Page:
Probably the least photogenic picture I have of him. He totally did not understand that I wanted him to stop on the road and look pretty for a picture.
He had quite a bit of time off Labor Day weekend- we had scattered storms Thursday evening (none of which hit my house or the barn so I skipped riding for nothing), then I was away all weekend in Philly with my in-laws at the Temple vs PSU game (come on Penn State! You can play better than that!). I was away Friday - late Sunday. It was fun to hang out with family and see my Alma Mater play, even if we lost. It occurred to me that I now have a horse called "Penn" who I dress in PSU's blue and white (and black). Sigh, haha.

"What's over there?"
Monday I had my first lesson with him! Trainer and I agreed on half hour lessons every two weeks or so. I don't need to be babysat with him, and he's not naughty so I don't need someone watching me to make sure I don't kill myself. I do want direction and checks on my work, but I need the time in between lessons to get the work done. Everyone is pretty cool with the arrangement- over the winter when Shea just arrived and Trainer didn't have a lot of extra time, I would ride her and work on improving the quality of her trot. Trainer didn't ride her for a week, but I did ride her several times in that week, and when Trainer got back on her she was impressed at the progress Shea had made. I'm confident I can teach Penn what he needs to know on my own, so we're going to do every other week for now.

I told her how he was just sucking up everything I had to teach him- classic "your horse is a sponge" type stuff. He retains a lot of information from each of our rides and is getting better with every ride.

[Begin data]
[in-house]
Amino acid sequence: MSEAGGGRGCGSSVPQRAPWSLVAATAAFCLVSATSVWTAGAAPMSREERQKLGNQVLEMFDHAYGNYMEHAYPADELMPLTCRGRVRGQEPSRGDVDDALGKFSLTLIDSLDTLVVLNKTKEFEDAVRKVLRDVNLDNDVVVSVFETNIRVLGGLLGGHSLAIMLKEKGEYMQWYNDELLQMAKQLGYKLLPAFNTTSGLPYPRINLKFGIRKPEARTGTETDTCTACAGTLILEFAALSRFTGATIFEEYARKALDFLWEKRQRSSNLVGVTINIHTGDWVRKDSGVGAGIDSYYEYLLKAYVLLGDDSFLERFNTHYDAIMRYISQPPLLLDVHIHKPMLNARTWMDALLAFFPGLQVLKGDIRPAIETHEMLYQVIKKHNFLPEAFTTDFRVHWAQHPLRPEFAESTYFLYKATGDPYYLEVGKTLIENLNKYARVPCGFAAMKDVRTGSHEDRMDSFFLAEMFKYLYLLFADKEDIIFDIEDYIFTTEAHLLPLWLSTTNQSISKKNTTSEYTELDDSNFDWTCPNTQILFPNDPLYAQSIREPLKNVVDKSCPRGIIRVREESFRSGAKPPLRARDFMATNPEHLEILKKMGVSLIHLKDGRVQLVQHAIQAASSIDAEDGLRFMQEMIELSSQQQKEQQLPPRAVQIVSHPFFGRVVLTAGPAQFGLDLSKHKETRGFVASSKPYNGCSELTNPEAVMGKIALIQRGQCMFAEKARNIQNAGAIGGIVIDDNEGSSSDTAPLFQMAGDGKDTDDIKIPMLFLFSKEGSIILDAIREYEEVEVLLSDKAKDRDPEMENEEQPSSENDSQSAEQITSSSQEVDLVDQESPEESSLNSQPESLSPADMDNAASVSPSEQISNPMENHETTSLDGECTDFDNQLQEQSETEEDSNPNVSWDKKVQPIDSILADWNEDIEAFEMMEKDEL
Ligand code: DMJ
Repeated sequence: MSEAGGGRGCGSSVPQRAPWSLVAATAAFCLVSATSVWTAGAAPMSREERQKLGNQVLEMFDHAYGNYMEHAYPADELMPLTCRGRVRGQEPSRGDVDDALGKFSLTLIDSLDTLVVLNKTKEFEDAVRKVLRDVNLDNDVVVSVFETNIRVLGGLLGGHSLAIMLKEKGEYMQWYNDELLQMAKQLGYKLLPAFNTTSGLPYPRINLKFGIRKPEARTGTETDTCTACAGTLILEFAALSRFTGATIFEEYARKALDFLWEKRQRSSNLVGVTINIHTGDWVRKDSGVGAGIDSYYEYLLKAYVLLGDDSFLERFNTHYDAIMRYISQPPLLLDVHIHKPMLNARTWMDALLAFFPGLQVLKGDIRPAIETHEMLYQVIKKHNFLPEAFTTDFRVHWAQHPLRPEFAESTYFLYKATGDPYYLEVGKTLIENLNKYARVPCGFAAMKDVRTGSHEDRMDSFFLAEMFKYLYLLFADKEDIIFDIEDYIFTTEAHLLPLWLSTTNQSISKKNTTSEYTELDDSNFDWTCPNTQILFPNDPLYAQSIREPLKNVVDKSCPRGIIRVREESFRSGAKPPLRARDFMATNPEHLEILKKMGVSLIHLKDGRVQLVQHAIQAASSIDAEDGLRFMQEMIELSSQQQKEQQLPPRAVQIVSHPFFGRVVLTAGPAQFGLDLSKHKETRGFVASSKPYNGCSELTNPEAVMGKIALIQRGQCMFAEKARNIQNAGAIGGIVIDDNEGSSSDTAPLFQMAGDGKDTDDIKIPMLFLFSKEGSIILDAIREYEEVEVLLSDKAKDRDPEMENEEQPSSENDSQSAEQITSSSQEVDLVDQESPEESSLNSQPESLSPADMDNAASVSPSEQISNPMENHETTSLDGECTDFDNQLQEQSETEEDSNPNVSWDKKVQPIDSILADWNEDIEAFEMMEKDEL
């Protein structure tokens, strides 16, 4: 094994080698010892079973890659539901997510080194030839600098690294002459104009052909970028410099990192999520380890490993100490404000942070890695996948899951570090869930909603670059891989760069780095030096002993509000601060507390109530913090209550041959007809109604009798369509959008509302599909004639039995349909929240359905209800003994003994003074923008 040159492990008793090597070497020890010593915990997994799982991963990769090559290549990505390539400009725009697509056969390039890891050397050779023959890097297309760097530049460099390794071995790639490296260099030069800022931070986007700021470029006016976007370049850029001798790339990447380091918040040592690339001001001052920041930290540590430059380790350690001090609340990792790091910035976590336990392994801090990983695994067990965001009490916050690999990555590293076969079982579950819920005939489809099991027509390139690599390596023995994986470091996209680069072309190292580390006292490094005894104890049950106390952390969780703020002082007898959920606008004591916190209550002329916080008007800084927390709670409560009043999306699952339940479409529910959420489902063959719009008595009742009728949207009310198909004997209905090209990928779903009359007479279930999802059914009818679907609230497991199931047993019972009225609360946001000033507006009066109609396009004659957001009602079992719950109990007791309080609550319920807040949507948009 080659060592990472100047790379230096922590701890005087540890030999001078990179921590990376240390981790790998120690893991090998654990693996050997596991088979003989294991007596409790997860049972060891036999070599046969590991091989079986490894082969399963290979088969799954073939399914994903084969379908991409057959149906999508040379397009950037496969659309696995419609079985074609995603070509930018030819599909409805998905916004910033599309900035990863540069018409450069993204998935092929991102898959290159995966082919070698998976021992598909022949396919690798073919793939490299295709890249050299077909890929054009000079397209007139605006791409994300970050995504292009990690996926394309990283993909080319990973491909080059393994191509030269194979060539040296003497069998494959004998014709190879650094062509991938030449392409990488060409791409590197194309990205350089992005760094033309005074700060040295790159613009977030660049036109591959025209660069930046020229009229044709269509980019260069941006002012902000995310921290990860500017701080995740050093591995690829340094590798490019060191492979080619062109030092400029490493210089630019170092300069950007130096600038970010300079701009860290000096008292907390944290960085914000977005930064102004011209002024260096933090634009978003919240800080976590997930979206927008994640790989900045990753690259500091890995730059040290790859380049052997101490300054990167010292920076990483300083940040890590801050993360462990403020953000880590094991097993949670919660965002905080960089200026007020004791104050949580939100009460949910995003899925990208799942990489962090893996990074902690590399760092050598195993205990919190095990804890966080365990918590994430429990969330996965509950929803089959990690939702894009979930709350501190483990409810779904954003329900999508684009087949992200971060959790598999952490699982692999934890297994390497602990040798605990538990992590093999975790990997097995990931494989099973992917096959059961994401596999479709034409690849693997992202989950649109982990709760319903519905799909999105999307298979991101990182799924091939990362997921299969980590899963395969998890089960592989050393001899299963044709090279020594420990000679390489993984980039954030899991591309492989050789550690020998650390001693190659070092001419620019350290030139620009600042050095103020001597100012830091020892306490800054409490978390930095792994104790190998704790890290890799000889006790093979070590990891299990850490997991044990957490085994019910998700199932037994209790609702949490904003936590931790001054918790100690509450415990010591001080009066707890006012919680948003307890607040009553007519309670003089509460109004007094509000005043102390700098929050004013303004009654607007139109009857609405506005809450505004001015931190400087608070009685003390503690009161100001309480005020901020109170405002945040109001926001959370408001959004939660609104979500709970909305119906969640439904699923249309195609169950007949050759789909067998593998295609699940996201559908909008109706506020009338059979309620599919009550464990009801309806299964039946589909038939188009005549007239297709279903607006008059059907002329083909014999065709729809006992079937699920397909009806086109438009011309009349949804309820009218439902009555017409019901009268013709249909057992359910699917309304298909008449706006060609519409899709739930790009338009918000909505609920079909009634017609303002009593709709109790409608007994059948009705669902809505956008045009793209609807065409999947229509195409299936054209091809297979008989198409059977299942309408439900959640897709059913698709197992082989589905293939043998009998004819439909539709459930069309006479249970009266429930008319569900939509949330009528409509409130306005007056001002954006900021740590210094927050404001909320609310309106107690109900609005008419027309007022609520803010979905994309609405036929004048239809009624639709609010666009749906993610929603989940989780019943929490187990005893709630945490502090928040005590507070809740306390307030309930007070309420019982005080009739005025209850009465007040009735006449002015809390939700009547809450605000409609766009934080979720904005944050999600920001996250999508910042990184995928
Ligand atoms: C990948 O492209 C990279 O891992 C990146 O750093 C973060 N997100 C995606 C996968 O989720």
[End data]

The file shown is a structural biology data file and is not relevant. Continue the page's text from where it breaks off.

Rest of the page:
I also told her I'm having trouble riding him like he's a green bean. I keep burying him in the corners like I'm riding a 3rd level test. I went from extremely well schooled to not schooled at all. He lets me get him in the corners that deep because he's so happy to bend his spine, so I find it quite natural to put him that deep since he allows it, but I end up making him trip over himself because he's not ready to do that.

She remarked that he's so flexible in his back/legs/joints that he moves like a model (leg crosses in front of the other leg as the model walks forward) and he just flicks his legs around (not in a good way) so he doesn't keep to two tracks and ends up interfering a lot.

He also has a case of the "roosters". Now this won't make sense to anyone but us, but I'll try to explain: There is a mastiff puppy on the farm named Rooster who is about 10 months old. He is almost 3' tall at the shoulder, is very lean still, and is all leg and noodle back and butt. When he walks, his back swings and is bent like an S. Basically, Penn moves the same way. He has so much movement going through his back and legs with every step that he's constantly tripping over and stepping on himself. That's why we were slowing him down first and asking him to take bigger slower steps. Now we need to add some "starch" to his back. Where Mikey was a 2x4 down his back and we had trouble finding bend, Penn is a pool noodle and can't find straight.

She said to take out a lot of the inside leg to outside rein half halts and make them left to left and right to right instead. She said if you want to ride a 20m circle, ride a 20m octagon instead. Straight lines only for this guy for a while, and even then, break them up a bit. Oh, and lots of trail riding. Endless trails.

Here's some of the exercises we worked on in pictures. As we worked through them, she had me give and soften my elbows a bit when I could to help Penn learn to lengthen his neck.

So the first one is simply how to ride the corners. Ride a 45 degree line from the long side to the quarterline of the short side. That will keep us out of the corner and allow us to remain straight.